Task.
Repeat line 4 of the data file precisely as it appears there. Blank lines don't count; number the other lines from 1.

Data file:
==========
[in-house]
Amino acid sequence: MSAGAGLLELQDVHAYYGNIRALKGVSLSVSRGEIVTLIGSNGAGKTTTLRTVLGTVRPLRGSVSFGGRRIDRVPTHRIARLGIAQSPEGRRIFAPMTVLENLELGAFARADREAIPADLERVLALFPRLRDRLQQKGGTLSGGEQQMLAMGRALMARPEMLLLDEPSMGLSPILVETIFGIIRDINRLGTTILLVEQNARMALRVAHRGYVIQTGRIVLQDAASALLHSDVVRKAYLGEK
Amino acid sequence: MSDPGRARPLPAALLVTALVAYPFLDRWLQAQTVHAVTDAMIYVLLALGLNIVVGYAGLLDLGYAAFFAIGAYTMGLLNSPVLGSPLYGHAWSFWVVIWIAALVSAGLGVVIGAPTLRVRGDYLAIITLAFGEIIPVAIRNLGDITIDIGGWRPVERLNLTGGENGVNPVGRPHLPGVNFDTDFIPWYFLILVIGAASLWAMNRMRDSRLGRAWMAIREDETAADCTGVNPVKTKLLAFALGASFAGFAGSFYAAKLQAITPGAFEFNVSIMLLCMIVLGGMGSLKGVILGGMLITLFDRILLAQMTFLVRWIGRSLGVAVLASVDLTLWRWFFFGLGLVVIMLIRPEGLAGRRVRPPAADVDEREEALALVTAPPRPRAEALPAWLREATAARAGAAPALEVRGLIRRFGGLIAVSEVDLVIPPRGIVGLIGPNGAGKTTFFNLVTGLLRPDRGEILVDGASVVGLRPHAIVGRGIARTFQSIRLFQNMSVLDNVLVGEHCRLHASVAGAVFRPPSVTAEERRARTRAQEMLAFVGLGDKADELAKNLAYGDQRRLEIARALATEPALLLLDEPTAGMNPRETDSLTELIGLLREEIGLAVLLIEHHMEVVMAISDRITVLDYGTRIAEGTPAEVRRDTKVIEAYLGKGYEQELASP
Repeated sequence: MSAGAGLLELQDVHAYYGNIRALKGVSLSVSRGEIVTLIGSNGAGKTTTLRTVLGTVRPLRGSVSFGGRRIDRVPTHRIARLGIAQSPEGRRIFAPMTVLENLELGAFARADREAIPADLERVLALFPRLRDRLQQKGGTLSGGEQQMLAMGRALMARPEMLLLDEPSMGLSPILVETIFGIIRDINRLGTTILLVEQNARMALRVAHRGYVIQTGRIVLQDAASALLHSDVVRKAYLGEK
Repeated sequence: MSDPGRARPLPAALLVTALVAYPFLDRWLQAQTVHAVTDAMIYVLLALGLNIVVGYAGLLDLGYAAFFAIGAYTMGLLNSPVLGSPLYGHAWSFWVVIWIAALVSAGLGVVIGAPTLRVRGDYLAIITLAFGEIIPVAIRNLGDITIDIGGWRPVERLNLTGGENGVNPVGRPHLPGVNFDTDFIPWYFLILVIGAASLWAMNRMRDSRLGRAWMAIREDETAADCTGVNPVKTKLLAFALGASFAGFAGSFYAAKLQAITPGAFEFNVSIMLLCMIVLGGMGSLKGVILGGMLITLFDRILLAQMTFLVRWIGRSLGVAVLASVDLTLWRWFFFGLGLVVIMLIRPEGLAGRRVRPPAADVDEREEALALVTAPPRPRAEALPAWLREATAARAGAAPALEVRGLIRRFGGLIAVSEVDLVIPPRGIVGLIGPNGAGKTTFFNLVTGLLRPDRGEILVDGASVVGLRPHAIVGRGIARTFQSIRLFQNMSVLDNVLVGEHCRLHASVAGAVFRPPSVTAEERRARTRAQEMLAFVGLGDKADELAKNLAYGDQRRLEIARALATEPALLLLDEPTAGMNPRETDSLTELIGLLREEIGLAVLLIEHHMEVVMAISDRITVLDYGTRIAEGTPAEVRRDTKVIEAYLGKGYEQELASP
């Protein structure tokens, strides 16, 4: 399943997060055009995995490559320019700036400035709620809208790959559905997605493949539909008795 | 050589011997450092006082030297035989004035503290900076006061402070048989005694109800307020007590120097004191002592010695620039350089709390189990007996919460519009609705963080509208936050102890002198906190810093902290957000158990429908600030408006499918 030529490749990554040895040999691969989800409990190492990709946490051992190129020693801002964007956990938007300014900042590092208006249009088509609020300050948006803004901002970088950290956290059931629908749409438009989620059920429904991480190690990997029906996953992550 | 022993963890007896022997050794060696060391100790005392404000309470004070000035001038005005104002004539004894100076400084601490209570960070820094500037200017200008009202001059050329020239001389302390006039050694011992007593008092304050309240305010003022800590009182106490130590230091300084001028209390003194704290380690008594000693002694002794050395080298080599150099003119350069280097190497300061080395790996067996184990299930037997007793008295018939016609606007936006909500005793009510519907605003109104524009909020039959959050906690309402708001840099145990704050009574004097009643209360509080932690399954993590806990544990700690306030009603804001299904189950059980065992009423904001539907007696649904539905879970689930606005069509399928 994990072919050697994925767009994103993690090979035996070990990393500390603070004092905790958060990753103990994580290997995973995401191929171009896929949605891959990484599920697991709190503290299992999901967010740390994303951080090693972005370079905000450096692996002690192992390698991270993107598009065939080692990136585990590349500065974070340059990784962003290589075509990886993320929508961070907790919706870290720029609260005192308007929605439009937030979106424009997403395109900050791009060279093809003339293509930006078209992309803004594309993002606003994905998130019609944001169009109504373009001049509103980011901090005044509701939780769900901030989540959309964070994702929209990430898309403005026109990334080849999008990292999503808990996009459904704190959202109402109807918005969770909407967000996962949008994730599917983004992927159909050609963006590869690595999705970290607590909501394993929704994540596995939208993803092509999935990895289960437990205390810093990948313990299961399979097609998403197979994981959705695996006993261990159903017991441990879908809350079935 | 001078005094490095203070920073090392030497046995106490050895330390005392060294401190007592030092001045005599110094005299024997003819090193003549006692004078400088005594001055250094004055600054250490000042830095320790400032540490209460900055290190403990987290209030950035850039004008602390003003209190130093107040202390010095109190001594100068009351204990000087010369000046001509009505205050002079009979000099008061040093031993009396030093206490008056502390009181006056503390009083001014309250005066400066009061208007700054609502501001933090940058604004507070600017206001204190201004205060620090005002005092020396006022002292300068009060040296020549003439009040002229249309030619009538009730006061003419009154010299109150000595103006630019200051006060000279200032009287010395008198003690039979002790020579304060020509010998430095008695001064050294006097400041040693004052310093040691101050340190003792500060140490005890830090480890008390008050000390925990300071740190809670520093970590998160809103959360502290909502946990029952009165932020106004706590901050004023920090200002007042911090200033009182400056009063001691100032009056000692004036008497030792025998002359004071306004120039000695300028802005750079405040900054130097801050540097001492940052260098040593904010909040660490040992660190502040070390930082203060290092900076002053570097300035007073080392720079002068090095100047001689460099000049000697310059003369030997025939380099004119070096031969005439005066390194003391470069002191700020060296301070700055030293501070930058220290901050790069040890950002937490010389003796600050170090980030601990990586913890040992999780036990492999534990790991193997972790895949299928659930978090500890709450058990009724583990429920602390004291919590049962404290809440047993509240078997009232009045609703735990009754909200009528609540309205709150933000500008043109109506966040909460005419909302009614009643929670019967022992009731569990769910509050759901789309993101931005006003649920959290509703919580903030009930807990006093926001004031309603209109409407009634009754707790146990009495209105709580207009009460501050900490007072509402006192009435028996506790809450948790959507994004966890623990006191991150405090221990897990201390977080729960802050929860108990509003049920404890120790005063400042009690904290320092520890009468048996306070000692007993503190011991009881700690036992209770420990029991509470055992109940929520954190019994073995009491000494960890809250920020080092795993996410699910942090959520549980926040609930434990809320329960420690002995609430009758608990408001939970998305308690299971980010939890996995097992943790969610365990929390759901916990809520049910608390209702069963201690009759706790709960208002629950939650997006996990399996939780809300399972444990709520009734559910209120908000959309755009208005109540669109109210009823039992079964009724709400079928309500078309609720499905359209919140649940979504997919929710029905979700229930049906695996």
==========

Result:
Repeated sequence: MSAGAGLLELQDVHAYYGNIRALKGVSLSVSRGEIVTLIGSNGAGKTTTLRTVLGTVRPLRGSVSFGGRRIDRVPTHRIARLGIAQSPEGRRIFAPMTVLENLELGAFARADREAIPADLERVLALFPRLRDRLQQKGGTLSGGEQQMLAMGRALMARPEMLLLDEPSMGLSPILVETIFGIIRDINRLGTTILLVEQNARMALRVAHRGYVIQTGRIVLQDAASALLHSDVVRKAYLGEK